The dispute between Defense Secretary Mark Esper and former Navy Secretary Richard V. Spencer may be at the forefront of the news cycle, but the real story is the corruption of military good order and discipline.
Geoffrey S. Corn is a Professor of Law at South Texas College of Law Houston in Houston, Texas, and Distinguished Fellow of the Gemunder Center for Defense and Strategy. Prior to joining the South Texas College of Law Houston faculty in 2005, Professor Corn served in the U.S. Army for 21 years as an officer, and a final year as s civilian legal advisor, retiring in the rank of Lieutenant Colonel. Professor Corn’s teaching and scholarship focuses on the law of armed conflict, national security law, criminal law and procedure, and prosecutorial ethics. He has appeared an expert witness at the Military Commission in Guantanamo, the International Criminal Tribunal for the Former Yugoslavia, and in federal court. He is the lead author of The Law of Armed Conflict: An Operational Perspective, and The Laws of War and the War on Terror, and National Security Law and Policy: a Student Treatise.
Subscribe to this Lawfare contributor via RSS.
The post below is the latest installment in Lawfare’s tradition of posting short pieces inspired by the annual Transatlantic Dialogues on International Law and Armed Conflict.
Human Rights Watch (HRW) recently released a report accusing both Hamas and the Israeli government of committing war crimes regarding an incident in May 2019. During these hostilities, the Israeli Defense Forces (IDF) struck 350 Hamas and Palestinian Islamic Jihad targets in Gaza after those groups launched roughly 690 rocket attacks into Israel. HRW’s report claims that both sides unlawfully attacked civilians during the hostilities.
The president announced on June 21 that he had called off a potential U.S. military strike on Iran in response to Iran’s shootdown of a U.S. Navy remotely piloted vehicle (RPV). The strike, according to the president, could have incurred casualties of as high as 150 people—information that has sparked discussion over the proportionality of such a response under international law. Before jumping to this debate, however, there is another issue that needs to be considered first: the question of necessity.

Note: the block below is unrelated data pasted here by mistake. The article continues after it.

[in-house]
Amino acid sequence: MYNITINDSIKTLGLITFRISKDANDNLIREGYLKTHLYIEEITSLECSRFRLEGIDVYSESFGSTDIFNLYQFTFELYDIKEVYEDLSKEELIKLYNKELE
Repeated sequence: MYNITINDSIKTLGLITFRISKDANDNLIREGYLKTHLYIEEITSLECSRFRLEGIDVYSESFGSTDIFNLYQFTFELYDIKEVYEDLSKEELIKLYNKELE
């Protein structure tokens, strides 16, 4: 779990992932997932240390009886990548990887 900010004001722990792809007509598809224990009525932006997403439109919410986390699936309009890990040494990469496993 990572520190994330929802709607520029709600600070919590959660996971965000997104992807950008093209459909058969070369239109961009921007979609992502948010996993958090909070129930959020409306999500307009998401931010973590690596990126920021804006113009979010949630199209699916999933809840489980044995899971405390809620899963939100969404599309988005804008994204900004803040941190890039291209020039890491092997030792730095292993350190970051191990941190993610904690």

Politicians, trial lawyers and drafters of reports learn early on that framing an argument is central to the task of persuasion. And so it goes for the report by the U.N. Human Rights Council’s Commission of Inquiry (COI) on the border confrontation that occurred last spring between Israeli Defense Forces (IDF) and the tens of thousands of Gaza residents who sought to force their way into Israel by breaching the security barrier.
“No plan survives first contact with the enemy.” This axiom informs compliance with the law of armed conflict (LOAC) in combined arms maneuver: combat operations involving ground forces employing a range of capabilities to achieve an overarching “commander’s intent.” Ground maneuver combat is decentralized and dynamic, especially when dealing with an agile and adaptable enemy. LOAC’s application will often turn on factors such as available capabilities, the enemy’s strength and tactics, time for deliberation, and the speed of maneuver.
The recent confrontation at the Israel-Gaza border between thousands of Gazans and the Israeli Defense Forces (IDF) took a heavy human toll, raising concerns about excessive uses of force and complex issues of international law. The Israeli High Court of Justice declined to order modification of the IDF’s rules and procedures that dictate when, where and how its forces may employ lethal force.